Every golfer needs to get carded
a handicap is easier than ever,
and Golf Digest is here to help get you
By Peter McCleery
Matt McGrath is your typical, vagabond New Jersey public golfer. But
establishing a handicap is complicated for him because he lives in a county that
doesn't have a public course, and he doesn't belong to a golf club. A title
examiner in Manhattan, McGrath likes to compete and says life as an
un-handicapped golfer "stinks." He and his buddies play the guessing game. "I
play with my brothers and friends all the time, and we just have to estimate our
handicaps," he says.
McGrath and his buddies are among
the majority of American golfers -- they don't possess an official U.S. Golf
Association Handicap Index. Of the 26.2 million golfers in the United States
(adults who played at least one regulation round in the past year), as
calculated by the National Golf Foundation, less than 20 percent have an
official handicap. "Every golf association in the country sees those stats,"
says Jim Cowan, handicap director for the Northern California Golf Association.
"We wonder, How do we bring more people into the fold?"
this issue, Golf Digest is launching a campaign to encourage more golfers to get
a handicap. We recommend establishing a handicap through the USGA Handicap
System (www.usga.org/handicap), but
if that remains too daunting, we offer the Golf Digest Handicap as a free, easy
and reliable entry-level alternative (Click here to
register for the Golf Digest Handicap tool).
Duane Rost took up
golf more seriously in the past few years after retiring from Youngstown State
University in Ohio. But when he signed up for an international "net" competition
that factors your handicap into your score, he was assigned a handicap because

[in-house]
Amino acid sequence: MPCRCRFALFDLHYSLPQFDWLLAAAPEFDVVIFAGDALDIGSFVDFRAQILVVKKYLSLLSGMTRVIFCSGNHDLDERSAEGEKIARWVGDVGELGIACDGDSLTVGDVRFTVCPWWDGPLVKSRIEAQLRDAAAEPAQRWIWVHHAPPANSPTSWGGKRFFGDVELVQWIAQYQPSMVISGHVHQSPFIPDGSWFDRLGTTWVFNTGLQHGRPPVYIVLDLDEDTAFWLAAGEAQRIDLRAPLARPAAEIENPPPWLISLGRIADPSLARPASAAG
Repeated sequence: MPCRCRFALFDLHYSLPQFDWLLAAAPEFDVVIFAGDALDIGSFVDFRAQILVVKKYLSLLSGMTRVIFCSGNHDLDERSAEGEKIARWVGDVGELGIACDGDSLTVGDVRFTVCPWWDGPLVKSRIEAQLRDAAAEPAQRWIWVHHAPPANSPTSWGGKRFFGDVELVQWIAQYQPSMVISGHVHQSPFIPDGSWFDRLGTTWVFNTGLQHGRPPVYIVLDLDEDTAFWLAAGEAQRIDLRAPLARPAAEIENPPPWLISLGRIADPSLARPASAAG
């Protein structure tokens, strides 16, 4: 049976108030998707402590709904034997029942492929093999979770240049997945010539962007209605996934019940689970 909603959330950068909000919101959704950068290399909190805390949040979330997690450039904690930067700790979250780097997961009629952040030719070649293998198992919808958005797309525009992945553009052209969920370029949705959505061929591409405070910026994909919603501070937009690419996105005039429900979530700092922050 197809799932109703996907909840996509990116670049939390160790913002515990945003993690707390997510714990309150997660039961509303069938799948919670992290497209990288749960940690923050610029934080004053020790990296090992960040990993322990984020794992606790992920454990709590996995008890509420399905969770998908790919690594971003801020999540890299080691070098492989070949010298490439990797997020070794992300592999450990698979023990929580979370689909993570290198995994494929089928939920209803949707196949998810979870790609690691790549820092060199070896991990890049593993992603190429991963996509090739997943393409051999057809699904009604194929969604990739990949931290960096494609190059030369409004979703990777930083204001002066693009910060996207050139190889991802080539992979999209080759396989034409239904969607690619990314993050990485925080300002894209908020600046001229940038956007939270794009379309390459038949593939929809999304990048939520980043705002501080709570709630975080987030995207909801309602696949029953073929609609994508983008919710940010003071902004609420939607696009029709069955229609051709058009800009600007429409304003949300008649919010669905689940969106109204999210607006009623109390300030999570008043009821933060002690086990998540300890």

he didn't have one. "They assigned me a 22, which is about 10 shots lower than
it should be," says Rost. "So I started the [four-round] tournament about 40
shots behind." Sensitized that not having a handicap was a handicap, Rost now
has one: He's a 31.2.
Golfers without handicaps, even though they're in
the majority and are violating no rule by not having one, take their share of
heat. They're sometimes known as "Aboutas" -- as in, "I'm about a 12." Dirk
Kingma, a past president of the Southern California Golf Association, explains
the rudimentary thinking: "The Abouta figures his handicap like this: Take your
average score and subtract 72, then add a couple [just in case you need 'em!],
and there's the number!"
Dave Tiberii, a Connecticut public golfer, says
not having a legitimate handicap "calls into question whether you're legit. You
definitely get some ribbing, especially if you're playing well. When you don't
have the number to back it up, it can be kind of awkward." Like many
un-handicapped golfers interviewed for this article, Tiberii says he plans to
get a handicap this season. "I don't feel like a complete golfer without one," he says.
Construction worker Matt Reeves is in a similar situation. As
his game progresses, he hopes to play in tournaments, and he knows having a